CLOCKS – you have to love ’em!
You can’t really enjoy working in a clock shop if you don’t love clocks! Think about it – chimes, bells, ticking, tocking, whirring, cuckoos! Seriously, if you don’t love them, they’ll drive you crazy.
Then you need an eye for detail, plenty of patience, and steady hands. Otherwise you can’t touch the clock from the late 1800s!
Meet our crew and learn a bit about their love of clocks!
Owner: John Stephens
(Everyone who knows John knows this smile!)
I was one of those lucky individuals that stumbled upon my life’s work early on and have never looked back or had any strong wishes to have done things differently. Looking over my Dad’s shoulder as a teenager and lending a hand at times, I first saw what I wanted to do.
I still at times wonder why I was so smitten but I really was. I had always loved working with my hands turning junk or broken things into working items…. bikes to boats. My mother was ill the vast majority of the time I was old enough to appreciate her which interestingly enough played a big role in this budding interest.
Her illness drove my father to hermit himself in the basement fixing clocks for neighbors and gave him some sort of valve to let off the steam building up due to mom’s condition…. this kept clock-making in my sight and led to a trip that I took with her to explore Bowman Technical School in Lancaster PA. My Dad read of this unique school and offered to send me as I had nothing more interesting on my plate at 18 or so years old. So off we went on a trip together and, as it turned out, it was one of her last and one that I can clearly recall.
At Bowmans I had a moment, an experience that set it all into motion. I really had no great interest in clocks or their particular place or importance in the world, instead it was the tools that I was told I would make during my years there. In a case above the instructor’s bench, clearly displayed, were taps, dies, pivot polishes – all so small and intended to work on things so small you had a hard time seeing them. I did not believe a kid could possibly make such exacting implements and the instructor assured me I would indeed if I were to graduate.
The challenge could not be dismissed and that was that. Four years later I had made them all and many, many more. I left Lancaster, returned home, bought a house on Robinhood Road outside of Havre de Grace, built my benches, made signs, hung them and then twiddled my thumbs waiting for the hoards to come seeking my new skills. I have been building the business since and, other than my kids and family, find it the single most joyous thing I have ever done. I am still excited each and every morning to get in and pick up where I left off the night before.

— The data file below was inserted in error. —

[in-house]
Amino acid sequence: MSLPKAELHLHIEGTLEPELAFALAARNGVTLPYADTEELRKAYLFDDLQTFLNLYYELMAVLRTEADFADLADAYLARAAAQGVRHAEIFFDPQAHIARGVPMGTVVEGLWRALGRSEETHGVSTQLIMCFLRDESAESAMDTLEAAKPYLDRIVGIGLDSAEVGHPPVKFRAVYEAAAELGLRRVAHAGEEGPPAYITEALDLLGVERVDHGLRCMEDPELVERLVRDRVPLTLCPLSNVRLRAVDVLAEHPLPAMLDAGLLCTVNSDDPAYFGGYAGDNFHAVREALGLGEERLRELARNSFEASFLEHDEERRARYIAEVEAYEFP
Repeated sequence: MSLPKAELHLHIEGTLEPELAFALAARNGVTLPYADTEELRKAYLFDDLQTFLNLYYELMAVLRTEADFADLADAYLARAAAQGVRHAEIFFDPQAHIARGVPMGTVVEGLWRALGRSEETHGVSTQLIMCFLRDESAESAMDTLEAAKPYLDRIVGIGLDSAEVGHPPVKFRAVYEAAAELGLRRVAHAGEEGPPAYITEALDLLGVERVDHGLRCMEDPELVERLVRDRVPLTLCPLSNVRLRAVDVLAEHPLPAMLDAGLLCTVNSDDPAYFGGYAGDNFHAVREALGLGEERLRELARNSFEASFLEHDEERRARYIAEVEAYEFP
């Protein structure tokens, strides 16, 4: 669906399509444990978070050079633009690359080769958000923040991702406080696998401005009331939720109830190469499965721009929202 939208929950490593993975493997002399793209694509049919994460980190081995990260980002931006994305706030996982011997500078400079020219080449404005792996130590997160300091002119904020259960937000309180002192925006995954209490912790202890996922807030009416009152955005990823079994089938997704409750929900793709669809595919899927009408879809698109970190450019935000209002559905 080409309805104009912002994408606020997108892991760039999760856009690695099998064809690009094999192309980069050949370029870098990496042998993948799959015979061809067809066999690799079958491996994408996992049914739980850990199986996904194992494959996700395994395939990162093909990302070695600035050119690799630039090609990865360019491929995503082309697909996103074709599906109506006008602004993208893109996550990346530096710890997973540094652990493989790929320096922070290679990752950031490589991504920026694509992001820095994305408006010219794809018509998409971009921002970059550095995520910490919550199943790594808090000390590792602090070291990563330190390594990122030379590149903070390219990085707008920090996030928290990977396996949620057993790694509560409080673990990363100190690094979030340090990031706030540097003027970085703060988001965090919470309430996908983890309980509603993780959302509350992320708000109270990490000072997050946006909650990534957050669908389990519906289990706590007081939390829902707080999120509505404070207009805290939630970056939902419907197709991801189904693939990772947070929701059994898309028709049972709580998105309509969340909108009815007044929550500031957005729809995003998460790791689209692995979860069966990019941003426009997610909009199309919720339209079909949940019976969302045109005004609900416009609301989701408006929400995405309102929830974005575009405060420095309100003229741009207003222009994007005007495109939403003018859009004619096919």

Meet Brad Fogarty
My career as a clock-maker started long before I even knew there was such a thing as a clock-maker. My family vacationed in Cape May, New Jersey where I was exposed to antiques from a very young age. My parents were both very big fans of antiques so I was dragged wherever the antiques were.
One summer we were down in Cape May, I was 11 years old and I had seen a clock that I really liked. The clock was $80, which to an 11-year-old was an awful lot of money to spend; especially when that 11-year-old had saved the entire year’s allowance and odd job money to spend at the arcade and on candy. The clock was in a glass case so I had to ask one of the associates there to unlock it for me. They lowered their glasses and looked down at me wondering exactly what my intentions were.
Dutifully, they walked with me to the case and unlocked it for me. I said that I would take it and I brought it up to the front where I paid for it much to their amazement. Now that clock ran well – until it did not – at which point I thought I would look to see if there actually were any people who repair clocks.
There was a local clock-maker up where I lived, and he didn’t even give me the time of day for my poor little “Broken Clock.” So with some bitterness I took my clock and left in search of another clock-maker. I was to find them in John Stephens in Havre de Grace. After much begging for my parents to take me to Havre De Grace, a 40-minute drive, they took me down one Saturday right before my 15th birthday.
At that point John was struck by how truly unusual it was that someone as young as I was had any semblance of Interest whatsoever in anything that was remotely old. He then graciously offered to teach the trade to me which was very thrilling. From that point on I’ve learned and continue to learn all there is to know about the world of clocks and their repair. Clock-making has just the right amount of all the things I enjoy – from art and history to science and mechanics. I’ve had many opportunities to work on some incredibly wonderful clocks and meet so many fantastic people that I couldn’t imagine doing anything else.
Meet Charlie Monnin
Charlie returned to Stephen’s Clocks this year (2016). We couldn’t be more excited. He’s a talented horologist and also an amazing woodworker. Notice the workbench/desk he’s sitting at. Hopefully, he’ll build one for each of us! Charlie will also be specializing in cuckoo clock repair. So bring yours in! He’s waiting for you!
Barbara has stepped into the shoes of our recently retired Pat Cimarelli. We are pleased that it has worked out well.
More to come …
Hopefully, we’ll still have Pat stopping in now and then to share her great smile and to keep us on our toes!
Meet Chandler Blake
More info to come
Meet Vicki Stephens
Vicki is John’s wife and works at the clock shop keeping the guys organized. A retired administrator and teacher from Harford County Public Schools, she now has a second career helping her husband “stay in beat.” This task has been made a little easier with the addition of Barbara!